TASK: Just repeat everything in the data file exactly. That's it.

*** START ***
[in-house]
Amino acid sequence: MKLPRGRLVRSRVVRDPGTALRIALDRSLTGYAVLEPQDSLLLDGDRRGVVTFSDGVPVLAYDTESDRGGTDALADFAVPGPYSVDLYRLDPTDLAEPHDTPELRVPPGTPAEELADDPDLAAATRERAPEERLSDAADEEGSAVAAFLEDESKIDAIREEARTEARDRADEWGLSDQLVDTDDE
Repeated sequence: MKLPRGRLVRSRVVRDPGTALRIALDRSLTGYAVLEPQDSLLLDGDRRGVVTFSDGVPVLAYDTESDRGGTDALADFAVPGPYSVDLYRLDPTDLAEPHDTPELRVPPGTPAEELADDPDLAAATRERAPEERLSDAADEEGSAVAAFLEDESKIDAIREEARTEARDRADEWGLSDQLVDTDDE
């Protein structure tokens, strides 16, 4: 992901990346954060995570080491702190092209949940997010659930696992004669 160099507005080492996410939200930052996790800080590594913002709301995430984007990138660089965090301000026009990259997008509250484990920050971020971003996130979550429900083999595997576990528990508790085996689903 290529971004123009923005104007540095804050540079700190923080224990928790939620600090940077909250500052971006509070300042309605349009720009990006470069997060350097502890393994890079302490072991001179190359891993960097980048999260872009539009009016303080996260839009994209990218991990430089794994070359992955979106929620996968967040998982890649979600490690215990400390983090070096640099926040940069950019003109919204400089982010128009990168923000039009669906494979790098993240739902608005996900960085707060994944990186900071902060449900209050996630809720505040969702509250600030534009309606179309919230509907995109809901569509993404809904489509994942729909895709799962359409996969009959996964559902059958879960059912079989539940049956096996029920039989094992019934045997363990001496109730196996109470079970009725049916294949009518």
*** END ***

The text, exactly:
[in-house]
Amino acid sequence: MKLPRGRLVRSRVVRDPGTALRIALDRSLTGYAVLEPQDSLLLDGDRRGVVTFSDGVPVLAYDTESDRGGTDALADFAVPGPYSVDLYRLDPTDLAEPHDTPELRVPPGTPAEELADDPDLAAATRERAPEERLSDAADEEGSAVAAFLEDESKIDAIREEARTEARDRADEWGLSDQLVDTDDE
Repeated sequence: MKLPRGRLVRSRVVRDPGTALRIALDRSLTGYAVLEPQDSLLLDGDRRGVVTFSDGVPVLAYDTESDRGGTDALADFAVPGPYSVDLYRLDPTDLAEPHDTPELRVPPGTPAEELADDPDLAAATRERAPEERLSDAADEEGSAVAAFLEDESKIDAIREEARTEARDRADEWGLSDQLVDTDDE
């Protein structure tokens, strides 16, 4: 992901990346954060995570080491702190092209949940997010659930696992004669 160099507005080492996410939200930052996790800080590594913002709301995430984007990138660089965090301000026009990259997008509250484990920050971020971003996130979550429900083999595997576990528990508790085996689903 290529971004123009923005104007540095804050540079700190923080224990928790939620600090940077909250500052971006509070300042309605349009720009990006470069997060350097502890393994890079302490072991001179190359891993960097980048999260872009539009009016303080996260839009994209990218991990430089794994070359992955979106929620996968967040998982890649979600490690215990400390983090070096640099926040940069950019003109919204400089982010128009990168923000039009669906494979790098993240739902608005996900960085707060994944990186900071902060449900209050996630809720505040969702509250600030534009309606179309919230509907995109809901569509993404809904489509994942729909895709799962359409996969009959996964559902059958879960059912079989539940049956096996029920039989094992019934045997363990001496109730196996109470079970009725049916294949009518």